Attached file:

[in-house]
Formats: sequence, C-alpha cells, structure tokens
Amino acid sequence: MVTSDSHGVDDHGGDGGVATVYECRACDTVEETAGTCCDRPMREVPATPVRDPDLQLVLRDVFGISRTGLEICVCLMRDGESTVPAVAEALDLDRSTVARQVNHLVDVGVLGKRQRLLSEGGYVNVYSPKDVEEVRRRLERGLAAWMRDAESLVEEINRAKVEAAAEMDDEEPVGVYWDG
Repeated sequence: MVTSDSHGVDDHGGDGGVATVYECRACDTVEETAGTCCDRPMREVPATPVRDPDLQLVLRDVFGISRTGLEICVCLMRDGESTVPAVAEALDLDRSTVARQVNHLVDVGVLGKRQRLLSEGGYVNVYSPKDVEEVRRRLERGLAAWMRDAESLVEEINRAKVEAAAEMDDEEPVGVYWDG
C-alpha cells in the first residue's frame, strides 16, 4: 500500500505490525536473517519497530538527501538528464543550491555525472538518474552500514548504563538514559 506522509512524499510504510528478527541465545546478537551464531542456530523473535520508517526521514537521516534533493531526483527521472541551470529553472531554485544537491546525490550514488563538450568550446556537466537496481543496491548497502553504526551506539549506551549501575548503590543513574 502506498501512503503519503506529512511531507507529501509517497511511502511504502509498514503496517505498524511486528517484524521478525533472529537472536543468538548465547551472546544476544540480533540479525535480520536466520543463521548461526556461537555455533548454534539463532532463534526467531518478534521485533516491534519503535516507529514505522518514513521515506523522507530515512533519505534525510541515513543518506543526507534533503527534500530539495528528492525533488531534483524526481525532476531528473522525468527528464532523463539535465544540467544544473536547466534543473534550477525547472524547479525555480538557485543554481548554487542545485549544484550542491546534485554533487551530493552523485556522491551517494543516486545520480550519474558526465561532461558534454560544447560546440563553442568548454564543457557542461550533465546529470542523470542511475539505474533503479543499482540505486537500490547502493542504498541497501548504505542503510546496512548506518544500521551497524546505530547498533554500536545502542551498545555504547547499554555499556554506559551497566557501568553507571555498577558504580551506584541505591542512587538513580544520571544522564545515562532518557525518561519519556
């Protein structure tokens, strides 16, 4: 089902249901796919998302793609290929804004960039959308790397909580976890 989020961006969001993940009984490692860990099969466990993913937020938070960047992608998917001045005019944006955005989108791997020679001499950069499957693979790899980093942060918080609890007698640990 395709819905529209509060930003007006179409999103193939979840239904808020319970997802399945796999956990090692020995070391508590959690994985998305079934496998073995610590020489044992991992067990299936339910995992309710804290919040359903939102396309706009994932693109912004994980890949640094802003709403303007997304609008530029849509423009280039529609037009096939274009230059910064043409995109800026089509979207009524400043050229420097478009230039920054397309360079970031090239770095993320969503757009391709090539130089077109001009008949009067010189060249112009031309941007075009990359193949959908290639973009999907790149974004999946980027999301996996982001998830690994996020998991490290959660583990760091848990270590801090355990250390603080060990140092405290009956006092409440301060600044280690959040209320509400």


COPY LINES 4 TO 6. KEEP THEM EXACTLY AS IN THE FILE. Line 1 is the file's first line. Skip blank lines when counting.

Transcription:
Repeated sequence: MVTSDSHGVDDHGGDGGVATVYECRACDTVEETAGTCCDRPMREVPATPVRDPDLQLVLRDVFGISRTGLEICVCLMRDGESTVPAVAEALDLDRSTVARQVNHLVDVGVLGKRQRLLSEGGYVNVYSPKDVEEVRRRLERGLAAWMRDAESLVEEINRAKVEAAAEMDDEEPVGVYWDG
C-alpha cells in the first residue's frame, strides 16, 4: 500500500505490525536473517519497530538527501538528464543550491555525472538518474552500514548504563538514559 506522509512524499510504510528478527541465545546478537551464531542456530523473535520508517526521514537521516534533493531526483527521472541551470529553472531554485544537491546525490550514488563538450568550446556537466537496481543496491548497502553504526551506539549506551549501575548503590543513574 502506498501512503503519503506529512511531507507529501509517497511511502511504502509498514503496517505498524511486528517484524521478525533472529537472536543468538548465547551472546544476544540480533540479525535480520536466520543463521548461526556461537555455533548454534539463532532463534526467531518478534521485533516491534519503535516507529514505522518514513521515506523522507530515512533519505534525510541515513543518506543526507534533503527534500530539495528528492525533488531534483524526481525532476531528473522525468527528464532523463539535465544540467544544473536547466534543473534550477525547472524547479525555480538557485543554481548554487542545485549544484550542491546534485554533487551530493552523485556522491551517494543516486545520480550519474558526465561532461558534454560544447560546440563553442568548454564543457557542461550533465546529470542523470542511475539505474533503479543499482540505486537500490547502493542504498541497501548504505542503510546496512548506518544500521551497524546505530547498533554500536545502542551498545555504547547499554555499556554506559551497566557501568553507571555498577558504580551506584541505591542512587538513580544520571544522564545515562532518557525518561519519556
């Protein structure tokens, strides 16, 4: 089902249901796919998302793609290929804004960039959308790397909580976890 989020961006969001993940009984490692860990099969466990993913937020938070960047992608998917001045005019944006955005989108791997020679001499950069499957693979790899980093942060918080609890007698640990 395709819905529209509060930003007006179409999103193939979840239904808020319970997802399945796999956990090692020995070391508590959690994985998305079934496998073995610590020489044992991992067990299936339910995992309710804290919040359903939102396309706009994932693109912004994980890949640094802003709403303007997304609008530029849509423009280039529609037009096939274009230059910064043409995109800026089509979207009524400043050229420097478009230039920054397309360079970031090239770095993320969503757009391709090539130089077109001009008949009067010189060249112009031309941007075009990359193949959908290639973009999907790149974004999946980027999301996996982001998830690994996020998991490290959660583990760091848990270590801090355990250390603080060990140092405290009956006092409440301060600044280690959040209320509400």